The Observatory of Strasbourg is an astronomical observatory in Strasbourg, France. Following the Franco-Prussian War of 1870–71, the city of Strasbourg became part of the German Empire; the University of Strasbourg was refounded in 1872 and a new observatory began construction in 1875 in the Neustadt district. The main instrument was a 50 cm Repsold refractor, which saw first light in 1880. At the time this was the largest instrument in the German Empire. In 1881, the ninth General Assembly of the Astronomische Gesellschaft met in Strasbourg to mark the official inauguration; the observatory site was selected for instruction purposes and political symbolism, rather than the observational qualities. It was a low-lying site, prone to mists. During the period up until 1914, the staff was too small to work the instruments and so there was little academic research published prior to World War I; the main observations were of variable stars. After 1909, the instruments were used to observe binary stars and perform photometry of nebulae.
The observatory is the home for the Centre de données astronomiques de Strasbourg, a database for the collection and distribution of astronomical information. This includes SIMBAD, a reference database for astronomical objects, VizieR, an astronomical catalogue service and Aladin, an interactive sky atlas; the modern extension of the building houses Planétarium de Strasbourg. The observatory is surrounded by the Jardin botanique de l'Université de Strasbourg. In the vaulted basement below the observatory, a University-administered museum is located. Called Crypte aux étoiles, it displays old telescopes and other antique astronomical devices such as clocks and theodolites. Julius Bauschinger Adolf Berberich André Danjon William Lewis Elkin Ernest Esclangon Ernst Hartwig Carlos Jaschek Pierre Lacroute Otto Tetens Friedrich Winnecke Carl Wilhelm Wirtz Walter Wislicenus Media related to Strasbourg Observatory at Wikimedia Commons Official website of the Observatory Official website of the Planetarium
Alphonse-Arthur "Al" Paré was a Canadian mining engineer. Paré was born in 1885 to Dr. Louis-Alphonse Paré and his wife, Josephine Timmins, daughter of Henriette Miner and Noël Timmins, a merchant, who had emigrated from England with his parents, Joseph Timmins and Marguerite Hirschbeck, the latter being of German and French descent — her mother, Louise-Amable Morin, was a direct descendant of 17th-Century settlers Noël Morin and his wife, Hélène Desportes, the latter of whom is counted as the first white child born in Canada. Both Miner and Timmins maternally descend from several early French-Canadian settler families, include Boucher, Guyon, Gagné, Merlot and Martin. Paré's mother, was the sister of Noah Timmins and Henry Timmins, each of whom married a sister of Dr. Paré's, so that three Timmins siblings were wed to three Paré siblings. Growing up in the prairies on his uncle's ranch, Paré was an excellent horseback rider, pushed by his sister, he applied to the Royal Military College in Kingston.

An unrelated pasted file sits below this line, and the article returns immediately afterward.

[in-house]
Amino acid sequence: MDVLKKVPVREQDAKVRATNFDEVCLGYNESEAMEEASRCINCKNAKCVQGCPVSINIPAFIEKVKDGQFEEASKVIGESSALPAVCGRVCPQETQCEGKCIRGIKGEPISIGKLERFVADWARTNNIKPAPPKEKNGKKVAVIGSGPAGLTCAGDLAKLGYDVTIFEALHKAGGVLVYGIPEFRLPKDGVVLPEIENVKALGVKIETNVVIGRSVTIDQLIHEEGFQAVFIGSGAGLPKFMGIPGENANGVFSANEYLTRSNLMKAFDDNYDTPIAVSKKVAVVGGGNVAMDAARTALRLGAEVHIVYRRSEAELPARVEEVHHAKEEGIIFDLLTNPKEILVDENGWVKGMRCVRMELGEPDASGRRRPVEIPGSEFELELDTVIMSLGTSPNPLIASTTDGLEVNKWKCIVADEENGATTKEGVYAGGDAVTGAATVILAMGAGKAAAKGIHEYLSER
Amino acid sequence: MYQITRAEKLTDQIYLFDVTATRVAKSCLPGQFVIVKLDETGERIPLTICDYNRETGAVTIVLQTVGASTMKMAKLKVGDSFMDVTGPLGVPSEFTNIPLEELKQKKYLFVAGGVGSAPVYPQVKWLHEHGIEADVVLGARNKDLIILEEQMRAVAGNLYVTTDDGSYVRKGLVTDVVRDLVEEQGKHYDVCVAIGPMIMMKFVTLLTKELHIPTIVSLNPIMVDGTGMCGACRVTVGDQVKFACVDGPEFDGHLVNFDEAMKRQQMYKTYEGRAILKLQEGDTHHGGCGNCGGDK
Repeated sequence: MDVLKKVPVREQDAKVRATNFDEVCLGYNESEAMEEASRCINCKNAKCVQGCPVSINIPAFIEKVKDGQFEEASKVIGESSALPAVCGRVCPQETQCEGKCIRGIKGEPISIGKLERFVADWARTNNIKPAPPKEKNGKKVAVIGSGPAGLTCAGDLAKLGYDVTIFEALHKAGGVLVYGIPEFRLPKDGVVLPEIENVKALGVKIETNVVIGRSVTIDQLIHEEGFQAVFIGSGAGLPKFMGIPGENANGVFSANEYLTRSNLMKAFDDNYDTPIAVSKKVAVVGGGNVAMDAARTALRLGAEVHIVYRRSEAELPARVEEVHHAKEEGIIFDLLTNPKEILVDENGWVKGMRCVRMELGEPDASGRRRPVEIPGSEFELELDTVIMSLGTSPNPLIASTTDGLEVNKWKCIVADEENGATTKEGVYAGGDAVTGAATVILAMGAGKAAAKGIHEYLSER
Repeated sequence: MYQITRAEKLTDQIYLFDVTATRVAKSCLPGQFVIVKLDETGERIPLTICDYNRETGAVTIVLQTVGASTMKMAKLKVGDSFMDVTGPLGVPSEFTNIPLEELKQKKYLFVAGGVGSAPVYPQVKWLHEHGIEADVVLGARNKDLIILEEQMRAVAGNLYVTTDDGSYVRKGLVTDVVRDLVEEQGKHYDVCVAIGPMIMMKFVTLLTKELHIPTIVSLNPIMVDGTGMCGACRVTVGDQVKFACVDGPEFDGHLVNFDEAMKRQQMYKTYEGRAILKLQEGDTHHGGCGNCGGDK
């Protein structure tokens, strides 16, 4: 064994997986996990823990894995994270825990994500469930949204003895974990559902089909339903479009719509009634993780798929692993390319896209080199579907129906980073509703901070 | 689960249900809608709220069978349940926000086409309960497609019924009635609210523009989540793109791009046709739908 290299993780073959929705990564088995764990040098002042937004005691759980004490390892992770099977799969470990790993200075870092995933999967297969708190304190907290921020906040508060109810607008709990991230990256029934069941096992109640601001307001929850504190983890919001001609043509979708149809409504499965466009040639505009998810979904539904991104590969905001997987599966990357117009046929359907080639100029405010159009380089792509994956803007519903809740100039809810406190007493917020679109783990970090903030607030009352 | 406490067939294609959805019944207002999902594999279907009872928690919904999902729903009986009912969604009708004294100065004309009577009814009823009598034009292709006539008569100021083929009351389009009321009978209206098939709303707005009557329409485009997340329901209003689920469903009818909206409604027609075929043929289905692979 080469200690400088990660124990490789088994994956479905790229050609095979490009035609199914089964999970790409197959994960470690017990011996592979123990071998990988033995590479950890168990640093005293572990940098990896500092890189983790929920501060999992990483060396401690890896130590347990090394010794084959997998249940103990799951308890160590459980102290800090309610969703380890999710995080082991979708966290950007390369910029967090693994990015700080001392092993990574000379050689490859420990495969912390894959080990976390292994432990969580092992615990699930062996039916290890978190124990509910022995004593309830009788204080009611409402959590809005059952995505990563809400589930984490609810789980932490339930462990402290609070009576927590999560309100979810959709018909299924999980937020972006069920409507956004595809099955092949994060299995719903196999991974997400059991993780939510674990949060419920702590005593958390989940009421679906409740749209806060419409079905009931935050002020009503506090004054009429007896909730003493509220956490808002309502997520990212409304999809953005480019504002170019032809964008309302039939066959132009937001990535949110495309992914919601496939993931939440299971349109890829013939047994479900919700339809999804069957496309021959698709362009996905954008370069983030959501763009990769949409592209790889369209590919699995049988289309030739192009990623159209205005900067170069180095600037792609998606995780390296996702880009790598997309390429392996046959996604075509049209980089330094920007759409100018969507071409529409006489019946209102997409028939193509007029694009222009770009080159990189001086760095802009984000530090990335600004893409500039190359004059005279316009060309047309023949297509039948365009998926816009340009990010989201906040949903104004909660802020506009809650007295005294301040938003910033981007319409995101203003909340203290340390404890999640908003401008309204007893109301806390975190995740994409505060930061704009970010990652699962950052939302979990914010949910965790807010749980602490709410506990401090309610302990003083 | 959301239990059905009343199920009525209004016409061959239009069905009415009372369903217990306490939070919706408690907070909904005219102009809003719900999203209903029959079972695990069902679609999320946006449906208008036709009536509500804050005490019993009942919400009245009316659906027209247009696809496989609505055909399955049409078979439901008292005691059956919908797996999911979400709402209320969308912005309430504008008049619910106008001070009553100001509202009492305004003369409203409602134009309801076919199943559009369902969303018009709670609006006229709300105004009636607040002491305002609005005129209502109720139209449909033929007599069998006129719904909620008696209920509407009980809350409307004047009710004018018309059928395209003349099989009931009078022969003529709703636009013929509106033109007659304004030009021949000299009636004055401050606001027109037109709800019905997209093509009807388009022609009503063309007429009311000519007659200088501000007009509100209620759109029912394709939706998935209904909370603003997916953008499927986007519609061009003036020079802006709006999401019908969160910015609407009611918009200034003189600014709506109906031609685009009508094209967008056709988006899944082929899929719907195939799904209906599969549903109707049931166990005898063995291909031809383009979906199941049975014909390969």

Upon graduation, he was offered a commission as a captain with the British Army in India, which he accepted, but he was dissuaded from this course by his uncles and aunts in Montreal. Instead, they encouraged him to apply to McGill University. Noah Timmins and his nephew, Alphonse "Al" Paré, had negotiated with Alex Gillies, Benny Hollinger, who had uncovered what became known as the Hollinger Gold Mine. Paré was a Royal Military College of Canada graduate studying mining engineering at McGill University at the behest of his Timmins uncles, with whom he had grown close. Al Paré described the find: "It was as if a giant cauldron had splattered the gold nuggets over a bed of pure blue quartz crystals as a setting for some magnificent crown jewels of inestimable value." On the strength of his nephew's information, Noah committed himself to paying $530,000. Noah put Paré, who had assessed the Hollinger Mine's potential, in charge of its operation for two years after incorporation. Hollinger Mines became known as one of the "Big Three" Canadian mines, together with the Dome Mine and the McIntyre Mines.